Chapter 21: Going Aboard

“. . . hence I would have thought myself optically deceived in that matter, were it not for Elijah’s otherwise inexplicable question.”

“Going Aboard” plays a little bit like the first fifteen minutes of a horror movie (or Deliverance) — the kids pack up the van, drive into the woods somewhere, and ignore sign after sign of something being wrong about the situation. You really can’t blame the kids though — those signs of impending tragedy only stand out to the viewer because the viewer knows she’s watching a horror movie. In other words, events take on a new significance if you know the eventual outcome.

Ishmael and Queequeg clearly do not know the eventual outcome of shipping out on the Pequod, and so see little significance in the shadows of men vanishing mysteriously onto the ship, or Elijah’s cryptic warnings, or Queequeg’s tale of his country’s kings, who fatten up “the lower orders” to use as chairs and footstools. To Ishmael and Queequeg, the shadows are merely illusion, Elijah merely a crazy man, and Queequeg’s story in no way presages Ahab’s treatment of “the lower orders” on his ship. Perhaps this is what they mean when they say “hindsight is 20/20.”

“Going Aboard” creates an interesting kind of tension between the story and its reader, similar to that of horror movies. In a sick way, it can be almost fun to watch a character walk into his doom feeling that you, smartly, would not, even though, of course, you would.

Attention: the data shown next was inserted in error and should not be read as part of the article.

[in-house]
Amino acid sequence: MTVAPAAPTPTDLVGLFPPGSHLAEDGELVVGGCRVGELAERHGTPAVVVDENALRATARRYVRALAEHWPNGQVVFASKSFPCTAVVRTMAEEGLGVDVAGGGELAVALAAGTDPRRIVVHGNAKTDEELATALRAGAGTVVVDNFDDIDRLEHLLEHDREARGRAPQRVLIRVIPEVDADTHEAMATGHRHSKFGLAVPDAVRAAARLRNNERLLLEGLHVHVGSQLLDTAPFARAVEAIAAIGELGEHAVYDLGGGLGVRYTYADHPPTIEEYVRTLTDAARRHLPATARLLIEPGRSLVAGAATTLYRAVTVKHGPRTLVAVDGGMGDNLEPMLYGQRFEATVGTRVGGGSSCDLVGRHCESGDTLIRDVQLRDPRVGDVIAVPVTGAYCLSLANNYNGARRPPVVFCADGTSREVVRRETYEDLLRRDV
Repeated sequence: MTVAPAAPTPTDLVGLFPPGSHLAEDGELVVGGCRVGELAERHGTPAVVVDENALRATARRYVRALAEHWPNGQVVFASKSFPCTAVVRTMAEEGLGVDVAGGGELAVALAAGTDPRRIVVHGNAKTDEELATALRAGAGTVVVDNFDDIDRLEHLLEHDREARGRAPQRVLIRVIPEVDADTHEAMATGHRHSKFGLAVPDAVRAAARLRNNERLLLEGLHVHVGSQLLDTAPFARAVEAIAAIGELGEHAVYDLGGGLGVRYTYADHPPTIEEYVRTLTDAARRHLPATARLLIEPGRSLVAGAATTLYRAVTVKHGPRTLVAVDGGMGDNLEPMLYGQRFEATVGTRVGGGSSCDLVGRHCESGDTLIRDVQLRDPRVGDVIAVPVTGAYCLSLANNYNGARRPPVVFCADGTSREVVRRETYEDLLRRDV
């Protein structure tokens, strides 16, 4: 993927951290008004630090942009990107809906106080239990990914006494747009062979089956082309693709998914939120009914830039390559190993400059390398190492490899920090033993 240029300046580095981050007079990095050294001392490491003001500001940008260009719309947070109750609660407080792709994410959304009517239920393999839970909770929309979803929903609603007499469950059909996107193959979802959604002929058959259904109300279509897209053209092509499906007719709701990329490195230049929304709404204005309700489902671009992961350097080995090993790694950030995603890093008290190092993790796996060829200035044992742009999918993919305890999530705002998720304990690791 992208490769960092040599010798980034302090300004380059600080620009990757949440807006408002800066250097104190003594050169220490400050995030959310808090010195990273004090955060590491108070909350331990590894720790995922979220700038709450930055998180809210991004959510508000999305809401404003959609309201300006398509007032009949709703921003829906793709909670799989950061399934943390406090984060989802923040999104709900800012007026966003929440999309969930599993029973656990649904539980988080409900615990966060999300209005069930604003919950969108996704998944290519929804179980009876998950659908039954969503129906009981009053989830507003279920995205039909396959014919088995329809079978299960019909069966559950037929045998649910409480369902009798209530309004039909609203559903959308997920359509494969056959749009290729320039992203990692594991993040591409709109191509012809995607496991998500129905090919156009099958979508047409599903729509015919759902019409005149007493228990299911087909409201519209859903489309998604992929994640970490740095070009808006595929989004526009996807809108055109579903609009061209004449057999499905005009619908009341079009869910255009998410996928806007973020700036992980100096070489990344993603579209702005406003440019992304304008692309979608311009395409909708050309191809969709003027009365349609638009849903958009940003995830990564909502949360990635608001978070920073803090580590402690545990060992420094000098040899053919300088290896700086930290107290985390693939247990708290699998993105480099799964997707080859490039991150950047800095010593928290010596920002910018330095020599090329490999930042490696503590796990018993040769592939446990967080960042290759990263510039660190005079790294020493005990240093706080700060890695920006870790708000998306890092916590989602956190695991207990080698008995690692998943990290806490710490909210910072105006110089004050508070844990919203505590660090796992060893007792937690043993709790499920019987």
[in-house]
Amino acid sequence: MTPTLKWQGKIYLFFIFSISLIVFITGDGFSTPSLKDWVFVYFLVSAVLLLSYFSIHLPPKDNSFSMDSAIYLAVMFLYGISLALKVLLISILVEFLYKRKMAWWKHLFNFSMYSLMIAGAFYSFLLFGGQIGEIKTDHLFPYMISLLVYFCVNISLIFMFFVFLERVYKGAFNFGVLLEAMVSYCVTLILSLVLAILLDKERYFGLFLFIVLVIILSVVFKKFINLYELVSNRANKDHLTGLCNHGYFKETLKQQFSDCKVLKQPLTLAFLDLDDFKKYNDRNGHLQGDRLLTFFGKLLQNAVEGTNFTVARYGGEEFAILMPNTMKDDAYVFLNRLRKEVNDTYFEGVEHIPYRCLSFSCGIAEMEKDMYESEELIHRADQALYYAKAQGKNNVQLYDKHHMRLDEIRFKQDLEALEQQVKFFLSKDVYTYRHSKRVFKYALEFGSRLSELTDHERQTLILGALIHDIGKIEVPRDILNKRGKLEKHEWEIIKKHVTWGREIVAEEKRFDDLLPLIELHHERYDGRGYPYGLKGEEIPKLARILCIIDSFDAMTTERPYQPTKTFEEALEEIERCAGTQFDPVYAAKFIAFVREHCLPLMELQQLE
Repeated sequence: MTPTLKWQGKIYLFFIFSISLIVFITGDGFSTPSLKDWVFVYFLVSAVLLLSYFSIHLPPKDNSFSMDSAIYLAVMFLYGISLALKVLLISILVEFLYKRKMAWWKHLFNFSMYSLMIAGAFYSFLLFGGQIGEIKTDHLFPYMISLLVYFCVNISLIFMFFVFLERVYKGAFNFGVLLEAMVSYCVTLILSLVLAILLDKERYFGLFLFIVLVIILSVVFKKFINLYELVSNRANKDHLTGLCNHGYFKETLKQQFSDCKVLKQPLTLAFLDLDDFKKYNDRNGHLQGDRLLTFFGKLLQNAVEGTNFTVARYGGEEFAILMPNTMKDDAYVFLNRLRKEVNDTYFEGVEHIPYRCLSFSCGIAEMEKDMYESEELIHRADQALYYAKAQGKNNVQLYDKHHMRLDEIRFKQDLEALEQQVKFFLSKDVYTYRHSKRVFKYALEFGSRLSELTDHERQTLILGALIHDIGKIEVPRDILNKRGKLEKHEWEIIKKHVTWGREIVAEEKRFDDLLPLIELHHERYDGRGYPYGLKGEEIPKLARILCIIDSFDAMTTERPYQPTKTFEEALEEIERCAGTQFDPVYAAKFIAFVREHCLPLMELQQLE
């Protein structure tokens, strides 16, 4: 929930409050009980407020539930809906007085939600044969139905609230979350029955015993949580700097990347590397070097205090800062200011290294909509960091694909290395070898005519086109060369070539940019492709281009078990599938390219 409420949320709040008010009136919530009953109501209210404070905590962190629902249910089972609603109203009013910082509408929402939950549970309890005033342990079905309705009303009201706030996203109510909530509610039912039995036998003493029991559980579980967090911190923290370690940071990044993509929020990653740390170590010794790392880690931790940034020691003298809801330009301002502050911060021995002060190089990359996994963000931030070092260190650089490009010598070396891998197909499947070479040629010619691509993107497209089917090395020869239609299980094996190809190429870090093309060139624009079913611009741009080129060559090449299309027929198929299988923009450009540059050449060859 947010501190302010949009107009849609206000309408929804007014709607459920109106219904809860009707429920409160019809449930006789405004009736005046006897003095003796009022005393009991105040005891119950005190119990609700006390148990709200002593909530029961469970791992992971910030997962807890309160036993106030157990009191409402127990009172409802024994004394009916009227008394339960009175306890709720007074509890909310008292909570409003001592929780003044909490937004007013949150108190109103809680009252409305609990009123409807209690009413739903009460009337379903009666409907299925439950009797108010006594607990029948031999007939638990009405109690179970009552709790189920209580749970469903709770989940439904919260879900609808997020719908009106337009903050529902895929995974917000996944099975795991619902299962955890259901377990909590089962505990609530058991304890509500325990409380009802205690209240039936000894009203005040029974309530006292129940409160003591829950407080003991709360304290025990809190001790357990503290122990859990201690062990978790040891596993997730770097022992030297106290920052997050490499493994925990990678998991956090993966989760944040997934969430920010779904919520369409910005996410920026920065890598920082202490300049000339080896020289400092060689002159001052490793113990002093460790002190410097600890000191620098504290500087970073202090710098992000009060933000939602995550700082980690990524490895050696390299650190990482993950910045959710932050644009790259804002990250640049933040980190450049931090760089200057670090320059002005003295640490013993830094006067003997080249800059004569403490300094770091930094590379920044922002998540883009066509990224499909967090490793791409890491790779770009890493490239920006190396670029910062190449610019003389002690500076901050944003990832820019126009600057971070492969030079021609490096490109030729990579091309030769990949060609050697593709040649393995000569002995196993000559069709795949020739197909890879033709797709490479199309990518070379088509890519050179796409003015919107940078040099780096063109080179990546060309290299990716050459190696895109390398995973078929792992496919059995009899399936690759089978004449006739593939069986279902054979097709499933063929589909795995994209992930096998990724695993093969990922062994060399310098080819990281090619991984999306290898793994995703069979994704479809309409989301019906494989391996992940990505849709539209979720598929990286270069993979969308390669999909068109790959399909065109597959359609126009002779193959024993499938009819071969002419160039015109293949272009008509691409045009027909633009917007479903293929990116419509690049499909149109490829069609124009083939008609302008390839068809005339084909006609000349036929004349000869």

Chapter 21: Going Aboard

The tongues of an ebbing tide
Lapping against the boat,
And the light of the coming dawn glowing far and wide.

The silence that stills a heart,
And the fog that begins to lift
With the shadows that stow away under the boards.

We’re the undertakers of the coming tragedy!
Turning our backs, the prophet makes us family.

We’re the undertakers of the coming tragedy!
Fatten us up for footstools, come the coming feat.

Warnings upon the breeze,
As it teases against the sails
As a portent of future speed bracing the yard.

Nowhere a soul to stir.
The cabin is locked up tight,
Smoking with sleeping rigors deep in the bow.

We’re the undertakers of the coming tragedy!
Turning our backs, the prophet makes us family.

We’re the undertakers of the coming tragedy!
Fatten us up for footstools, come the coming feat.

(c) and (p) 2008 Patrick Shea
Words and music written by Patrick Shea August 19, 2008
All parts performed, arranged, and recorded by Patrick Shea April 21, 2009

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